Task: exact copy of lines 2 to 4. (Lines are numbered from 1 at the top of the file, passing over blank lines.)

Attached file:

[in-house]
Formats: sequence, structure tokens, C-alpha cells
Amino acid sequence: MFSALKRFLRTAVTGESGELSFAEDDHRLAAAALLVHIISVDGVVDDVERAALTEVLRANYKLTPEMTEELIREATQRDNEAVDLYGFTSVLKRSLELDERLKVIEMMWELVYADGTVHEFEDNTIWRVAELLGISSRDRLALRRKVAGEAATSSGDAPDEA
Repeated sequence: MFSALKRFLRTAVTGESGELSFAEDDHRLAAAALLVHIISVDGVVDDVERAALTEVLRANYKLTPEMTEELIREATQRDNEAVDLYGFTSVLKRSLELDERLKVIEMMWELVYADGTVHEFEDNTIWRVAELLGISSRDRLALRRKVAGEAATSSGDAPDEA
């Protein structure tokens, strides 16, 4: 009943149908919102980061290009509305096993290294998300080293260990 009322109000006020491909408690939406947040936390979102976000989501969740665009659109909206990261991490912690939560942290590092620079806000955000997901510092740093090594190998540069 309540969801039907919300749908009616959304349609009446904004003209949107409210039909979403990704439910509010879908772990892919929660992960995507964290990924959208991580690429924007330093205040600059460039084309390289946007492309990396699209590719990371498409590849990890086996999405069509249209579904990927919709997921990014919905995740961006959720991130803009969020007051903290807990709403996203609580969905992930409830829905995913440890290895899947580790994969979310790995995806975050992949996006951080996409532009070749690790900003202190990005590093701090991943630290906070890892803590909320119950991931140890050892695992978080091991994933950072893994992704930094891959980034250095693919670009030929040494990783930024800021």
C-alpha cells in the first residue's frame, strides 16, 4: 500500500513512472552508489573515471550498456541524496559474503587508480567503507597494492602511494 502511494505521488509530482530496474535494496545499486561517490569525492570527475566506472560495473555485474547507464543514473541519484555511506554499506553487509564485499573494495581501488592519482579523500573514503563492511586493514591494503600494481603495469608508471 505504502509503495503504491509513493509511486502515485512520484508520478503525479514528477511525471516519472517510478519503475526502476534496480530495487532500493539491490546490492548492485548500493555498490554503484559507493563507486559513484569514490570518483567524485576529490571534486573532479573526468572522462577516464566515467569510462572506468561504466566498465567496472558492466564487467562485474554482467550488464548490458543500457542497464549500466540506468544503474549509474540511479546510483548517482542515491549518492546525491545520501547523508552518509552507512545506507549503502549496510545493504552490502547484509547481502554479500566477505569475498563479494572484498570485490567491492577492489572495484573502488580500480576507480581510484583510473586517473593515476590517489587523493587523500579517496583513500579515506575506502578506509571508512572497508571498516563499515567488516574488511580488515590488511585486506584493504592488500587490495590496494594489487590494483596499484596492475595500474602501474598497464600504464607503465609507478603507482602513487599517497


Formats: sequence, structure tokens, C-alpha cells
Amino acid sequence: MFSALKRFLRTAVTGESGELSFAEDDHRLAAAALLVHIISVDGVVDDVERAALTEVLRANYKLTPEMTEELIREATQRDNEAVDLYGFTSVLKRSLELDERLKVIEMMWELVYADGTVHEFEDNTIWRVAELLGISSRDRLALRRKVAGEAATSSGDAPDEA
Repeated sequence: MFSALKRFLRTAVTGESGELSFAEDDHRLAAAALLVHIISVDGVVDDVERAALTEVLRANYKLTPEMTEELIREATQRDNEAVDLYGFTSVLKRSLELDERLKVIEMMWELVYADGTVHEFEDNTIWRVAELLGISSRDRLALRRKVAGEAATSSGDAPDEA